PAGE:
Hotel California - San Francisco Cover
The covid-19 pandemic is a global nightmare, but its immediate impact is local and we all experience it in different ways. I live in San Francisco, and like everywhere else we are wondering when we can safely revert to a more normal life. Like everywhere else, people are divided, with diverging opinions on what “safely” means, on how much risk they are willing to take, on their degree of tolerance for the current restrictions.
Relaxing social distancing restrictions and reopening the economy should be an exercise in risk management: assess the trend in covid-19 cases and deaths, the pressure on the health care system, and weigh the risk of the virus against the public health and economic costs of the lockdown. Or so we had been told.
Yesterday, San Francisco Mayor London Breed announced the reopening timeline for the city. She started by saying “we have good news”. However, if the question is, when will our lives be fully back to normal?, her answer was, possibly never.
The timeline looks like this (details here):
This Monday (June 1st ) we can enjoy botanical garden, and child care will be back.
June 15: outdoor dining (socially distanced), most indoor retail, and professional sports sans spectators
July 13: indoor dining (socially distanced) and hair salons
Mid-August: schools, bars and gyms
Live audience sports, nightclubs and “all hotels and lodgings for leisure and tourism”: one day, maybe, we will see—stop asking.
This timetable is contingent on the good behavior of us San Franciscans, and in this paternalistic spirit one key restriction gets tightened: we are now required to wear a mask outdoors whenever we are within 30 feet of someone else. I have not seen which scientific research yielded the 30-feet rule, but I imagine it came from an epidemiological model that factors in average wind speeds as well as the average loudness of a San Francisco conversation (given that loud speaking appears to spread the virus far and wide, according to some scientists).
If this 30-feet rule remains in place past June 15, it should make outdoor dining quite interesting.
For some local government officials, even this pace of reopening borders on the reckless. One is quoted as saying “How do you give people relief without making too many promises if our numbers start skyrocketing? We shut everything down with a dozen cases and now we’re reopening with thousands.”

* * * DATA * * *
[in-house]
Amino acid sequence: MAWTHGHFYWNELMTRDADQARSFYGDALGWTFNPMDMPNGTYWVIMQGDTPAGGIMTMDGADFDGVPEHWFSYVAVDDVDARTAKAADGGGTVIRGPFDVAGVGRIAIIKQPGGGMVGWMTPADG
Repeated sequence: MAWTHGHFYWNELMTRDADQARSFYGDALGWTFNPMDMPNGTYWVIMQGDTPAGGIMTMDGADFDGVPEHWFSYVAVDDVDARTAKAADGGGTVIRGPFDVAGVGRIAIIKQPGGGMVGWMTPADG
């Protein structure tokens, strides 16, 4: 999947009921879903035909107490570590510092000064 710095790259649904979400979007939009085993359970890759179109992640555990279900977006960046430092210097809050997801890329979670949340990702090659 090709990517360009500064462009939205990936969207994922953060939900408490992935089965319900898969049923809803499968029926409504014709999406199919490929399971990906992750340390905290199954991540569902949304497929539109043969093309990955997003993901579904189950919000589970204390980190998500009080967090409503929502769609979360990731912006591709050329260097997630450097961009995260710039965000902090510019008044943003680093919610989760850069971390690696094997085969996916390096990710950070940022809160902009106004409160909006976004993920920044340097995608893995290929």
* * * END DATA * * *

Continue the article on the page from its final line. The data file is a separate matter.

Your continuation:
Mayor Breed ominously warned: “The last thing we want to do is begin the process of reopening, see a surge of cases and then have to go back to closing the city completely.”
Thousands of cases, risk of our numbers skyrocketing: It sounds like San Francisco is on a knife-edge, and this reopening strategy a daring gamble that might tip the city back into the covid abyss.
How bad is San Francisco’s situation?
So far (as of May 29), San Francisco has 40 covid-19 deaths. Forty. Four-zero. By comparison, Los Angeles has over 2,000 and New York City over 20,000. The charts below show how San Francisco compares to other major US cities in cases and deaths per million people:
With 44 deaths per million, San Francisco ranks on a par with Norway (yes, the same Norway that is constantly taken as a benchmark to criticize Sweden.)
Covid-19 hospitalizations have been declining since end-April, and have never breached 100. That’s infinitely better than local officials expected: at end-March, Mayor Breed said San Francisco would need 5,000 additional beds and 1,500 additional ventilators. (The chart below comes from the city’s website here).
Perhaps San Francisco does social distancing better than anyone else—though on local social media I have often seen pictures of dense crowds outside popular take-out restaurants and more recently in parks (triggering an avalanche of on-line outrage).
The bottom-line is that the Mayor expected we would need 5,000 additional beds, and we needed none; we have one of the lowest rates of mortality and infection. But now we’ll have to don a mask if we spot anyone within 30 feet.
Some people will say you can’t be too careful. San Francisco maybe shows that yes, you can.
San Francisco was the first U.S. city to go in full lockdown (on March 17). It’s beginning to feel—aptly—like Hotel California: “You can check in anytime you like, but you can never leave (the house).”
And of course…
“And she said, ‘We are all just prisoners here of our own device.’"